Cloves ranked first in a French study of the 1oo foods highest in polyphenols, a large group of antioxidant compounds found in plants. To put this in perspective, a mere half-teaspoon of ground cloves contains as many antioxidants as a half-cup of blueberries—often touted as a top antioxidant-rich superfood. So far, research on cloves and its polyphenols has been mainly conducted in test tubes or on lab animals. Even so, early results look promising. For example, cloves are a great source of the antioxidant eugenol, which has been shown to suppress the spread of melanoma. They’re also rich in gallic acid, found to boost memory and tamp down brain inflammation that leads to Parkinson’s and Alzheimer’s.
Exact levels aren’t yet known, but a dash goes a long way—the menthol-like flavor can take over quickly and burn your mouth if you overdo it!
Combined with other spices to lend rich flavor to such foods as:
People in what is today called Mexico were eating hot peppers as far back as 8,ooo years ago. It wasn’t until the 15th century, when Christopher Columbus and crew “discovered” the peppers, that they were introduced to Europe. It’s believed that Portuguese traders then brought them to India, where they quickly became a beloved staple. Though hot peppers are grown all over the world, India is now a major producer.
Hot peppers that are dried and sold whole or ground into chili powder get their heat from healing compounds called capsaicinoids, the most abundant and well-researched being capsaicin. The hotter the pepper, the more capsaicin it contains, says Krishnapura Srinivasan, PhD, chief scientist at the Central Food Technological Research Institute in Mysore, India. Capsaicin has antioxidant and anti-inflammatory powers and protects you on many fronts. For example, it can lower cholesterol, which reduces your risk of heart disease and of cholesterol-related gallstones. (Srinivasan notes that Indians, who eat a lot of chili peppers, have a lower risk of gallstones compared to other cultures.) The spice might also help you maintain a healthy weight by delivering feelings of satiation and a temporary bump in metabolic rate: People took in 74 fewer calories after eating spicy meals or taking a capsaicin supplement with their food, compared to when they ate blander fare or took a placebo, according to a review in the journal Appetite. While this may not sound like much, over a few meals it adds up.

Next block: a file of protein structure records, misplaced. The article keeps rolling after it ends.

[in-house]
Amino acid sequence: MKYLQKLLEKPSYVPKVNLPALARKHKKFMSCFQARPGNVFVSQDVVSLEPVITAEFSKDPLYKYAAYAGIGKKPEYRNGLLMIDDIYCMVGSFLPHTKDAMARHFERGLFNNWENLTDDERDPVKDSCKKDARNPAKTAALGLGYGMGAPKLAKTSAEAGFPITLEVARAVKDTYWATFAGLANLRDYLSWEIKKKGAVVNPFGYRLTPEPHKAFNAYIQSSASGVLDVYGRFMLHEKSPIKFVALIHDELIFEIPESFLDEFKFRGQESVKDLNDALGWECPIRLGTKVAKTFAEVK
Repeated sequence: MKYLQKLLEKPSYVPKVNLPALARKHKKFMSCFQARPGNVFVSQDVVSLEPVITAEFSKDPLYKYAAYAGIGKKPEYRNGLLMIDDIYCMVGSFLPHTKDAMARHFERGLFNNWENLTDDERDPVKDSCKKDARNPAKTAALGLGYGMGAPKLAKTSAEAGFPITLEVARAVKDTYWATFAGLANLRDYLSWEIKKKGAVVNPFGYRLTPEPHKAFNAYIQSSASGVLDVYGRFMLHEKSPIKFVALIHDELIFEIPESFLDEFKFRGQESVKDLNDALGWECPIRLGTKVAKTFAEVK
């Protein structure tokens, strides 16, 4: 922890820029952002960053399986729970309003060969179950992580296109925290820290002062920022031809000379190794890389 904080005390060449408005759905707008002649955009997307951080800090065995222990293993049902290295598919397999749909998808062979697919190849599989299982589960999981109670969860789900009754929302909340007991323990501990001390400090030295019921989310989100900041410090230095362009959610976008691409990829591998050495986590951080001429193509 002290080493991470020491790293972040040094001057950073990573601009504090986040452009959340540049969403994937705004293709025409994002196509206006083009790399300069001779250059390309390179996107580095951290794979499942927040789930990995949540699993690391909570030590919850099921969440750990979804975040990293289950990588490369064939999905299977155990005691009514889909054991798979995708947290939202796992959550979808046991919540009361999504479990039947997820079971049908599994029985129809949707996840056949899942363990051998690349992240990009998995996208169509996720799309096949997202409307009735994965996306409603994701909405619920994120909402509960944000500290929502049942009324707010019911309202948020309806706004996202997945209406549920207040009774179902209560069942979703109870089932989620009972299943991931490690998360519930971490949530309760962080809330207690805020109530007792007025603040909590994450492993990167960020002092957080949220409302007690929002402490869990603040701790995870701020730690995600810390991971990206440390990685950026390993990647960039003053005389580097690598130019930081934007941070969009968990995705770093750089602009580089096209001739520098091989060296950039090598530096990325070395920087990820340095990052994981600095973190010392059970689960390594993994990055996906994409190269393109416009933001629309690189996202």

And chili powder may help you get more out of foods: “It enhances the absorption of vitamins by enlarging villi—tiny hairlike structures in the intestine that transport nutrients into the bloodstream,” Srinivasan explains.
It’s hard to know exactly—animal studies used 5 to 1o times the amounts eaten in hot-pepper-loving parts of India. Srinivasan suggests 1/2 to 3/4 teaspoons a day spread out over several meals; this equals about 2 to 4 dried hot peppers, half the average intake of Indians.
Made from the inner bark of a cinnamon tree, the spice version of cinnamon is cut, dried, and sold as sticks or ground powder. Most of the cinnamon sold in the United States is “cassia,” from trees grown in China, Burma, Vietnam, and Indonesia. While it’s fine in moderation, regularly eating large amounts (about 1/2 teaspoon or more) can possibly cause liver damage and other ill effects thanks to a naturally occurring toxin called coumarin. Another variety of cinnamon tree, indigenous to Sri Lanka and Southern India, produces “Ceylon” or “true” cinnamon, which has very low levels of the toxin and is found online or in natural grocers.
The research on cinnamon’s ability to lower blood sugar has been mixed, but a recent review by Western University of Health Sciences, in California, gives it the thumbs up. It showed that people with type 2 diabetes who eat about 1/4 to 2 teaspoons daily can substantially drop their blood sugar—by 25 mg/dL. And if you have pre-diabetes or even normal blood sugar, cinnamon may blunt the rise in blood sugar that results from downing a sugary beverage, according to a few studies.
In various studies, about 1/4 to 2 teaspoons daily for 4 to 18 weeks were enough to significantly lower blood sugar in people with type 2 diabetes. This data is based on studies using cinnamon capsules, but you could also try adding this amount directly to your food.
In garam masala (a classic Indian spice blend) or in sweet or aromatic foods, including: